RUSH: Matthews, Virginia, this is Joe. Welcome, sir, to the EIB Network. It’s great to have you with us.
CALLER: Great to be on your show. Thank you very much.
RUSH: You bet.
CALLER: After your segment, though, giving kudos to the president and his speech, I’m not sure I can criticize him, but I do have some criticisms as a conservative.
RUSH: Wait a minute, now. Wait, wait, wait, wait a minute. I made it plain I was not going to talk specifics in my opening comments. I was going to wait for specifics for you all to weigh in because once I say something about it there’s nothing left to be said. You want to go get specifics. I talked some specifics about the war, but the domestic stuff, I had some problems with it, but I was going to wait for the program to unfold and let you all have your say before I shut you up.
CALLER: Okay. Here’s my specifics.
CALLER: He rolled on climate change. He rolled on the workers program; we’re going to have amnesty, and he rolled like his father did on taxes. We’re going to get taxed on health benefits. Now, any one of those things is a show in itself but let me tell you about the taxes. If you’re a producer, like I am — you know, I go out and work and I produce things — and say my salary is middle class, which I am, and I get health benefits as part of my salary —
CALLER: — they’re going to get taxed because I’m not going to make a little more than the 15,000 he’s going to give us a write-off on. Well, if it’s a family of four, let me tell you, health benefits are more than that. Let me just go ahead and buy my own insurance. I’d like to do that.
RUSH: Well, that’s the plan, and if you do you’re going to get a deduction for it, just as the standard exemption for kids is.
CALLER: Yeah, but my company provides health, and that company provides health more than $15,000, and that’s going to get taxed. So there I am. I’m being taxed get again.
RUSH: Hold it a second. You’re not going to be in both circumstances. If you go buy your own health insurance, you’re not going to be enrolled in an employer health care plan.
CALLER: Yeah, but I’m not going to get that salary, either. You recognize that health benefits are part of your salary.
RUSH: Well, I do.
CALLER: Yes, you do.
RUSH: But it’s not part of your take-home pay, so you never see it.
CALLER: Well, no, no, no, no. It’s part of your take-home pay. You don’t get it cash, but it’s part of your take-home pay.
RUSH: No, it’s not.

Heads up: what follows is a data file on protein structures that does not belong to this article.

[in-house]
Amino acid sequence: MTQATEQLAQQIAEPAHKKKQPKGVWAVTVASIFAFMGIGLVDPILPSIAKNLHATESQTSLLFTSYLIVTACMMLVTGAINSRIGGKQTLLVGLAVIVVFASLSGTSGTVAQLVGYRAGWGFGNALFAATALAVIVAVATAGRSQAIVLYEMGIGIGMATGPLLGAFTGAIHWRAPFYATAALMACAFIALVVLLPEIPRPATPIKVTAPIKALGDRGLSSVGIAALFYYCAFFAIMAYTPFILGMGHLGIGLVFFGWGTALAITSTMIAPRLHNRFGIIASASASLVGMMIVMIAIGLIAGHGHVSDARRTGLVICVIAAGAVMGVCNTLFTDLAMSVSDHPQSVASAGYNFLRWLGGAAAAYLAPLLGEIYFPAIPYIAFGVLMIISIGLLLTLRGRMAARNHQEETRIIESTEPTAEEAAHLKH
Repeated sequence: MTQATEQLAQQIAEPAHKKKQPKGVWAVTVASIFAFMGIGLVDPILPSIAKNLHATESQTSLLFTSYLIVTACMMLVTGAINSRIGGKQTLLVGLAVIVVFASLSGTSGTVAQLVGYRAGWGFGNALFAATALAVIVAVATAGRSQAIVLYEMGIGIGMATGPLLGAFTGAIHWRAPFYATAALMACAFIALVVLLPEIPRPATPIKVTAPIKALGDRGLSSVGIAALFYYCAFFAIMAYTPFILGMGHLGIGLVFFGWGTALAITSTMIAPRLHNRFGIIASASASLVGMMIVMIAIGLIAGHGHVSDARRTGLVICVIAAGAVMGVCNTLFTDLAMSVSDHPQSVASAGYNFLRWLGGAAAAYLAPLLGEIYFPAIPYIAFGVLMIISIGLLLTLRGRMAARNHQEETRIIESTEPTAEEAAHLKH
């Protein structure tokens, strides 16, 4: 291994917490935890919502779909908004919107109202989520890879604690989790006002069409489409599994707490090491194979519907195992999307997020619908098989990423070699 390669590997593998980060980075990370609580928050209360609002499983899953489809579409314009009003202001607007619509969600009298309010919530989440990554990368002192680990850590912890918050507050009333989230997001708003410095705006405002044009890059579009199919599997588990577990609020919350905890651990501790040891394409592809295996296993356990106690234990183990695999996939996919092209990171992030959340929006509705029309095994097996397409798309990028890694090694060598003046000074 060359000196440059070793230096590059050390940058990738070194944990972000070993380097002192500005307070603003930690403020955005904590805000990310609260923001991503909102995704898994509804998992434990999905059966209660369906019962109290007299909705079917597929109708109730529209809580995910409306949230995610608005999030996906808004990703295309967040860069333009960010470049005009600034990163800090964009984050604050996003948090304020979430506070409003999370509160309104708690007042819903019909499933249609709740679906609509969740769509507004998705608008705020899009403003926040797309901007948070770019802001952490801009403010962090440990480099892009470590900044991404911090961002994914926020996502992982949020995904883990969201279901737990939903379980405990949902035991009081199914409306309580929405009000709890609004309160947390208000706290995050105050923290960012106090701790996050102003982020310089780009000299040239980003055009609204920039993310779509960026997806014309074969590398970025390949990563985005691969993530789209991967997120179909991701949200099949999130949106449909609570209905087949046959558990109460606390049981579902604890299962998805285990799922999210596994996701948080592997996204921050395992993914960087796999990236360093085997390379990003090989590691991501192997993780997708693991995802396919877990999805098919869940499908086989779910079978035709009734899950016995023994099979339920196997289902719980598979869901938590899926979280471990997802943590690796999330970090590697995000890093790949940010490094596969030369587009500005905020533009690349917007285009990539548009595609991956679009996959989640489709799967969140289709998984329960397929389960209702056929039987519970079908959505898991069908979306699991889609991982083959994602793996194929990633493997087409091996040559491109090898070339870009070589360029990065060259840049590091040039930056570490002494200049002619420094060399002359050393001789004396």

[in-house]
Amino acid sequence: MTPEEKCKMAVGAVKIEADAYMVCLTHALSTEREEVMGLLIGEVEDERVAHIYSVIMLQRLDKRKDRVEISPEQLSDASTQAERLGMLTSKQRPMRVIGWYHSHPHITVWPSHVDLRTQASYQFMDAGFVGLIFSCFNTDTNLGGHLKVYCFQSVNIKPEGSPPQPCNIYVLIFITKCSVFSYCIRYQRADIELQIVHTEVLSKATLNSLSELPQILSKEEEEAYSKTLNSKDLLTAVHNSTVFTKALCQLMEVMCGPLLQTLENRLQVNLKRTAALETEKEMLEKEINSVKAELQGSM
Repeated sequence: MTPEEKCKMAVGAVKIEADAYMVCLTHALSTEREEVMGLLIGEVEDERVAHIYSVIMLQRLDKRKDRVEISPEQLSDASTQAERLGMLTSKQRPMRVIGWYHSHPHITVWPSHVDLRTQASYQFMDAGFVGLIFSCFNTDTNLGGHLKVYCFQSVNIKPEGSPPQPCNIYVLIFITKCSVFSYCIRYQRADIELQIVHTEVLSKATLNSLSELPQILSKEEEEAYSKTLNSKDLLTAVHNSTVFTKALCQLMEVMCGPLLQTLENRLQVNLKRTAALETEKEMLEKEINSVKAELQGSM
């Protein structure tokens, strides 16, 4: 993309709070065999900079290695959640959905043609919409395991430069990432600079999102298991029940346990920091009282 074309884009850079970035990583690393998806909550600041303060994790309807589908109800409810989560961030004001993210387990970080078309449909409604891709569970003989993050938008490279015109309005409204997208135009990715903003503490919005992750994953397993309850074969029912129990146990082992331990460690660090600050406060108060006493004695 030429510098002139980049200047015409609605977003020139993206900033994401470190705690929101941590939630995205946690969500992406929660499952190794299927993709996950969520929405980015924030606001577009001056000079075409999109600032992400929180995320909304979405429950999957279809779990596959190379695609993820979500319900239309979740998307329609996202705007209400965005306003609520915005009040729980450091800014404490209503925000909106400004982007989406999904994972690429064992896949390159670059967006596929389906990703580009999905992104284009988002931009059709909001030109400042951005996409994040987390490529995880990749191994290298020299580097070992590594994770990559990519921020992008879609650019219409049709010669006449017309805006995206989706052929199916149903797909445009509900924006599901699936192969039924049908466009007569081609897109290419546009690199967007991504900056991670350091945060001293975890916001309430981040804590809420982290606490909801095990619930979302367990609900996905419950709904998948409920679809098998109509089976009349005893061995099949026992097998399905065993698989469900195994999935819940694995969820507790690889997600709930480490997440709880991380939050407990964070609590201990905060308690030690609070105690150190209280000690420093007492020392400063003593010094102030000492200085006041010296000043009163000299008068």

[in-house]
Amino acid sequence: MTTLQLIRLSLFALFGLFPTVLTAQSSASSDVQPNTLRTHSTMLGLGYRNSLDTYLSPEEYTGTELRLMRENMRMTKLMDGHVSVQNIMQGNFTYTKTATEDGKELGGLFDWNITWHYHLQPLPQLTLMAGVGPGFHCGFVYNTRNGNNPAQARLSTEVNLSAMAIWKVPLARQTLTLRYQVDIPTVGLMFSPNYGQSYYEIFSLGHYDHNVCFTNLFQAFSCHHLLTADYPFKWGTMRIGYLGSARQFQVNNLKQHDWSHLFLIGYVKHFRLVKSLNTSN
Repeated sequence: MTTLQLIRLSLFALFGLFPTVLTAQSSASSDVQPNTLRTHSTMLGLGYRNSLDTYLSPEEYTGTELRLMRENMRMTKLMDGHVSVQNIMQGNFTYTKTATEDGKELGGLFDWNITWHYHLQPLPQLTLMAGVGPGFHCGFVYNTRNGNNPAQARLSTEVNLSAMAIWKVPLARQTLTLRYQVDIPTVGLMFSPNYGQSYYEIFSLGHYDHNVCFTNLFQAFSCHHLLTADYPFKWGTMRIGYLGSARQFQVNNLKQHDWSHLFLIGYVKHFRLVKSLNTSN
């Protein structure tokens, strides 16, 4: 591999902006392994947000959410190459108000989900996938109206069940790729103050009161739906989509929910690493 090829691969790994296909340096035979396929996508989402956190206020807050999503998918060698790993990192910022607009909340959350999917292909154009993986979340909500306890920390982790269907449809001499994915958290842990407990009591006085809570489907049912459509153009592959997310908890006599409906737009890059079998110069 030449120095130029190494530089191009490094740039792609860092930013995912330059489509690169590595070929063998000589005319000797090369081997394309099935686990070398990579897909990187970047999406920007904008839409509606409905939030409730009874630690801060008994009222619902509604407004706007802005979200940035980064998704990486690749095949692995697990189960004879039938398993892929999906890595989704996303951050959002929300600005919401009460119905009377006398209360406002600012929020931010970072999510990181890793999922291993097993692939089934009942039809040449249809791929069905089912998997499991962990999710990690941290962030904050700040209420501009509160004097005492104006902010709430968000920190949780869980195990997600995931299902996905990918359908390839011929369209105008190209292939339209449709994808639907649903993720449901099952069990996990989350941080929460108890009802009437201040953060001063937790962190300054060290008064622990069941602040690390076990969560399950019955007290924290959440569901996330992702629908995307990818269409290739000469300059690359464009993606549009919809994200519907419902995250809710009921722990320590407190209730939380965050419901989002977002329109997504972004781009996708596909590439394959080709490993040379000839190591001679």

CALLER: I don’t have to put out that bill later on.
RUSH: Take-home pay is what your paycheck is. Other benefits, you never see. It costs the employer that much to hire you, but you have no choice over the expenditure of that money you never see.
CALLER: Well, let’s look at it this way. If I were offered a job, say, by a company that gave me full health benefits and that was in addition to my salary of a hundred thousand dollars —
CALLER: — and another company gave me a hundred thousand dollars salary with no health benefits and I had to fork it out of my own pocket, which job would I take?
RUSH: Well, that’s a very interesting question.
CALLER: You bet.
RUSH: It provides an incredible insight.
CALLER: You bet. That’s because a lot of people don’t consider health benefits and all the other ancillary things to your salary, as being salary. See, that’s the baloney part of it.
RUSH: Here’s the problem that we face, particularly with health care — and, by the way, I must tell you that if a Democrat had proposed this plan last night, the Drive-By Media and every one else, would just be all over it. You know, we keep clamoring in this country for new ideas.
RUSH: Nobody wants Hillary Care. Do you want national health care run by the government?
CALLER: Absolutely not. I would just like to do this by myself in the marketplace.
RUSH: Well, ba-da ba-da ba-da, that’s the Bush plan!
CALLER: Well, not quite.
RUSH: Yes, it is. It exactly is, and the Democrats are saying it’s dead on arrival precisely because it would involve the free market and market forces; it would take the employer relationship out of it for those who opted out of it. There’s no requirement that you do either. It’s up to you to choose. My gosh, freedom, how about that, a little liberty thrown in? In fact, the Democrats are today talking, “How can they destroy the employer-based health care?” Well, you’re going to, because you’re going to have the government run the whole thing.
CALLER: Yeah, well, I don’t want the government to run the whole thing, and getting into the free market is still not part of his plan.
RUSH: We can’t sit here and complain and moan about, “Gosh, there’s no new ideas about health care and Social Security,” and then have a new idea come along, a genuine new idea, and the Democrats aren’t even willing to debate it!
CALLER: Well, of course not. They’re not going to debate any of this stuff unless it’s Hillary plan or a government plan.
RUSH: Yet you will call here and you want to dump on Bush.
CALLER: I’m not dumping on him.
RUSH: Yes you are!
CALLER: Yes, I am. I am dumping on him because this is a tax event. I’m sorry, Rush, I don’t agree with it. It’s a tax event.